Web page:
The roundtable did not seem to address this issue. There seems to be quite a bit of evidence linking circulating fatty acids with decreased insulin sensitivity, which in itself would lend support for P+C/P+F.

Here’s an interesting one to kick things off.
[i]
Fatty acids and glucose in high concentration down-regulates ATP synthase beta-subunit protein expression in INS-1 cells.
Köhnke R, Mei J, Park M, York DA, Erlanson-Albertsson C.

Section for Diabetes, Metabolism and Endocrinology, Department of Experimental Medical Science, Lund University, BMC, B11, Lund, Sweden. rickard.kohnke@med.lu.se

Chronic hyperglycemia and hyperlipidemia exert deleterious effects on beta-cell function and impair glucose-induced insulin release, referred to as glucotoxicity and lipotoxticity. These abnormalities are associated with decreased glucose-induced ATP production; ATP serves as an important signal for insulin secretion.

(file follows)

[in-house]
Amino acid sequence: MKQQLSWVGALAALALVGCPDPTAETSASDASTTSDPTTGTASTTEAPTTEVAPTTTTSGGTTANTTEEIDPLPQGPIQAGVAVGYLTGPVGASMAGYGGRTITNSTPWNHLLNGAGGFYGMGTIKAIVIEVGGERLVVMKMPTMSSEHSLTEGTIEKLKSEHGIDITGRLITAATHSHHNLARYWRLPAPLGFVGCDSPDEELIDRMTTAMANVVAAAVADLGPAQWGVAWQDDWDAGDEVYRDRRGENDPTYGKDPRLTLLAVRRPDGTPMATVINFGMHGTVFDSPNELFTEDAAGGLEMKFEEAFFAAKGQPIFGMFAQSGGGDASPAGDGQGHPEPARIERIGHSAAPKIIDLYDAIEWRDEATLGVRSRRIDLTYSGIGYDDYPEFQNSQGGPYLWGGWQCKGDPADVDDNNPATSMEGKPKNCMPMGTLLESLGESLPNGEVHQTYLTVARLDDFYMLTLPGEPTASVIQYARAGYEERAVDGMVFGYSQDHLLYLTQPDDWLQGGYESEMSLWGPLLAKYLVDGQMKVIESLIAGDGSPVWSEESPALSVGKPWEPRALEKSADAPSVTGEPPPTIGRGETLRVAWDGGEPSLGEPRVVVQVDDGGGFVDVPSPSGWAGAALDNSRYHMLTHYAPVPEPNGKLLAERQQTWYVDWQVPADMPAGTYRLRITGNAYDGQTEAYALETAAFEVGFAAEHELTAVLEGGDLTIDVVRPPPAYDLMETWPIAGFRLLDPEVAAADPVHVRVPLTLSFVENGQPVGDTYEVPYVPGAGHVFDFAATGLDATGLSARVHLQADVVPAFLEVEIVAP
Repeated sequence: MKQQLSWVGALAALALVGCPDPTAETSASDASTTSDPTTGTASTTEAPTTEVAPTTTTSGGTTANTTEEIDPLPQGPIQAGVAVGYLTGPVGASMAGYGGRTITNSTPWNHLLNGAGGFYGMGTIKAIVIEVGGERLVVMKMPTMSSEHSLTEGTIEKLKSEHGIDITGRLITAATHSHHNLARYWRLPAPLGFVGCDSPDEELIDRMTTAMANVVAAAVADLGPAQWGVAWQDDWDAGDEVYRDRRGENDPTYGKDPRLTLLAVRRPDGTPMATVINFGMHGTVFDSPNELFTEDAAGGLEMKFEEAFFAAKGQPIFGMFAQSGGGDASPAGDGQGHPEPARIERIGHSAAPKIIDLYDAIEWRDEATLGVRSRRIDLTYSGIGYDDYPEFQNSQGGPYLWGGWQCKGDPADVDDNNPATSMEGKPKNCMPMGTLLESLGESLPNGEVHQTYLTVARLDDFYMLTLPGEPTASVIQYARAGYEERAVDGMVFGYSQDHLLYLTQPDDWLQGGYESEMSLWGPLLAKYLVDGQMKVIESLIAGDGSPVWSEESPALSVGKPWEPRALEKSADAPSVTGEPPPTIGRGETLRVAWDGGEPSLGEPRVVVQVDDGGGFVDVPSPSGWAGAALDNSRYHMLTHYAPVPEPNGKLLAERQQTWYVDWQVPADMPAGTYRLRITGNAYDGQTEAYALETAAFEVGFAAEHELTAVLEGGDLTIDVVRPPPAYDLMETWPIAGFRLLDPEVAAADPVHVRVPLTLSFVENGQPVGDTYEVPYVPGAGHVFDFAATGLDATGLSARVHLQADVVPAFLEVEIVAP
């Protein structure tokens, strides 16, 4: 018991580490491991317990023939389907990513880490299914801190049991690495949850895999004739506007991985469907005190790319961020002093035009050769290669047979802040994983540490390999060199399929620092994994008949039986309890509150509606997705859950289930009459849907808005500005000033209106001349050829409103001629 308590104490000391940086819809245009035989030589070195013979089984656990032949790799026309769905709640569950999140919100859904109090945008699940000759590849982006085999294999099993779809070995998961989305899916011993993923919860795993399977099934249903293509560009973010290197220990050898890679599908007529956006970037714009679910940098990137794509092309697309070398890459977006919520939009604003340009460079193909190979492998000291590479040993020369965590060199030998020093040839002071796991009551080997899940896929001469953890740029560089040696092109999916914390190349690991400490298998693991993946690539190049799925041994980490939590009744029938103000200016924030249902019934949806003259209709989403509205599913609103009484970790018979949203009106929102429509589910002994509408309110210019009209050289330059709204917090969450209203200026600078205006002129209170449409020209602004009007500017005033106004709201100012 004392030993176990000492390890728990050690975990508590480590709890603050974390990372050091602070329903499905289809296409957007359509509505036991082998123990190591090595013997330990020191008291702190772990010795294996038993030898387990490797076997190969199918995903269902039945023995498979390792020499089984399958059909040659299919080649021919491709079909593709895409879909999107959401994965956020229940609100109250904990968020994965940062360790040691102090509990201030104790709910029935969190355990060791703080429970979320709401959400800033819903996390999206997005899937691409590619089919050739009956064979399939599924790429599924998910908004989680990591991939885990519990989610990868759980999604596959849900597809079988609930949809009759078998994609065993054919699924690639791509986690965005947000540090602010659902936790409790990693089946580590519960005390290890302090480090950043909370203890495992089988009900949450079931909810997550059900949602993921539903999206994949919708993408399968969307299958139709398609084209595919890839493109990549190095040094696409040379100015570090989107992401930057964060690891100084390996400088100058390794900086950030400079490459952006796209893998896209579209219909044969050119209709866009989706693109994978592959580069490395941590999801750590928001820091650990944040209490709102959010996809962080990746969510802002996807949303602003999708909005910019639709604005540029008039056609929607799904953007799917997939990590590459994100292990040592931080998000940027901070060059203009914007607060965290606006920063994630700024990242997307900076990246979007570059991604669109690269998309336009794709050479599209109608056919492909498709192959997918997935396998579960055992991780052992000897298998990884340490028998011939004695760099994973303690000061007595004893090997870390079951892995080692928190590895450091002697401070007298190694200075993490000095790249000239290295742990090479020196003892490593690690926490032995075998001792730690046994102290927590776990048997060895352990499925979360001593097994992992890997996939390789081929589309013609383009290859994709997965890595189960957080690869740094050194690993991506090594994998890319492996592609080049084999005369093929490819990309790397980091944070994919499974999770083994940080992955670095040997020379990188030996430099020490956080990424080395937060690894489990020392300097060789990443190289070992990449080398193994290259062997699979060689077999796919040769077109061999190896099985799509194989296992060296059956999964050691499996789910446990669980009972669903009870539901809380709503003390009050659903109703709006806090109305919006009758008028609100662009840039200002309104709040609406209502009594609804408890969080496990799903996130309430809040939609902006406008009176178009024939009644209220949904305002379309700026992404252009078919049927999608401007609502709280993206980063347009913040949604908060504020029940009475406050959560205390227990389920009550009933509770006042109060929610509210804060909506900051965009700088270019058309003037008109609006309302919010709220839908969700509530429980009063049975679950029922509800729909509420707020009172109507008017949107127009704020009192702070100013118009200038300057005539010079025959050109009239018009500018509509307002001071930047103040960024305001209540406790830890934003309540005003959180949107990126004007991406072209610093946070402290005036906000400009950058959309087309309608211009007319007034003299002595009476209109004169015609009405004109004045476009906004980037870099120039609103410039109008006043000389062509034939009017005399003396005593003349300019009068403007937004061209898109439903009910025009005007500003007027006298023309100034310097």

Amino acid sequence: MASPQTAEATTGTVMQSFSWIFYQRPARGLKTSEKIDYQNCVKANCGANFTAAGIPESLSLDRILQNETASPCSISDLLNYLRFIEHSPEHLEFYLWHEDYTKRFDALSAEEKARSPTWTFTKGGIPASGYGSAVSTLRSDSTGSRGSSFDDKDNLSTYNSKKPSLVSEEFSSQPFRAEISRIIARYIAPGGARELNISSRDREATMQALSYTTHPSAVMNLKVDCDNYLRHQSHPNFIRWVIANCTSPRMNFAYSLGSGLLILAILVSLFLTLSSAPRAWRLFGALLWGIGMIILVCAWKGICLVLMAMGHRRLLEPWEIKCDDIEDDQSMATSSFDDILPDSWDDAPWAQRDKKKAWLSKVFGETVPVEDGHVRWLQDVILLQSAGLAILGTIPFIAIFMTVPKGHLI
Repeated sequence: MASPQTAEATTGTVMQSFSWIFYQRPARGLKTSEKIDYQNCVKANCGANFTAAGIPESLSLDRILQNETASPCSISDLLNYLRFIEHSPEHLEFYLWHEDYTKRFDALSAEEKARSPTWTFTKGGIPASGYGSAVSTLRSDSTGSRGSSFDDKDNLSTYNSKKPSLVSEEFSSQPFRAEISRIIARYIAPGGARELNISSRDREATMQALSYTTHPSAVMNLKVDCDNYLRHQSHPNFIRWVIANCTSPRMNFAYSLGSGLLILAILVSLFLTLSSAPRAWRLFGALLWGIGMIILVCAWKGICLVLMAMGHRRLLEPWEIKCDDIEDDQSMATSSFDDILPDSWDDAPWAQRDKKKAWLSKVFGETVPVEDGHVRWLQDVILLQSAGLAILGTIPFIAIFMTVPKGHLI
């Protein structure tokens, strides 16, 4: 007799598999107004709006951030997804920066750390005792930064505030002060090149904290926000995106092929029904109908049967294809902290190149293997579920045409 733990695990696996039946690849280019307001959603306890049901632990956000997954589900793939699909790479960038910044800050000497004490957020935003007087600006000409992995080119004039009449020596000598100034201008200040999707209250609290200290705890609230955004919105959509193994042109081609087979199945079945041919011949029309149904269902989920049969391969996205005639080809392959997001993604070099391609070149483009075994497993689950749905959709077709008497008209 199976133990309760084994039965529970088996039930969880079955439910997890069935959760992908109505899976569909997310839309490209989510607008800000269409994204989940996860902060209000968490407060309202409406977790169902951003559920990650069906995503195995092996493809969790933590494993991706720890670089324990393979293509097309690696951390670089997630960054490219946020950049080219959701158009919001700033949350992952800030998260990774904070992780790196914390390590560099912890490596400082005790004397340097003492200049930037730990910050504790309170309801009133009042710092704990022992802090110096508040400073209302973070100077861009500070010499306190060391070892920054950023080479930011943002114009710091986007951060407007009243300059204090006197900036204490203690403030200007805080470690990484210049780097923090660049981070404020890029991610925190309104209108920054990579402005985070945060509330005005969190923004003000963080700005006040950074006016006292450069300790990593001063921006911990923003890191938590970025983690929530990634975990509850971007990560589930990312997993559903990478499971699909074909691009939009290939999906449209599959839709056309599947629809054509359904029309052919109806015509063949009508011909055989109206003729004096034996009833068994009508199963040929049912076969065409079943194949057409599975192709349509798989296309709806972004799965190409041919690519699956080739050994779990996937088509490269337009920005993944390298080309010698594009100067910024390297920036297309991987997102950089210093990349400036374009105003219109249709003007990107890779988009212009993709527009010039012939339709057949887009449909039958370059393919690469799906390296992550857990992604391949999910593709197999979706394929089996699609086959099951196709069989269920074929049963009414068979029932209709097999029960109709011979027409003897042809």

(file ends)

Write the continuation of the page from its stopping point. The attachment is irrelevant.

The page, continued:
To investigate the mechanism of the impaired ATP formation, we examined the effects of elevated glucose and fatty acids levels on ATP synthase beta-subunit expression, ATP content and insulin secretion in INS-1 insulinoma beta-cells. ATP synthase beta-subunit expression was measured by western blot, ATP content was monitored by ATP luminescence and insulin secretion detected by radio immunoassay.

Our result indicated that chronic exposure to high doses of fatty acids together with high levels glucose produced a marked decrease in ATP synthase beta-subunit protein expression. Reduction of ATP synthase beta-subunit protein expression occurred with a decreased intracellular ATP concentration and insulin secretion at high fatty acid concentrations.

These results indicate that high glucose together with fatty acids impair the production of ATP in beta-cells through the suppression of mitochondrial ATP synthesis. We conclude that ATP synthase beta-subunit may have an important role in the glucolipotoxicity of islet cells and suggest that ATP synthase beta-subunit might be a target of lipotoxicity in beta-cells.[/i]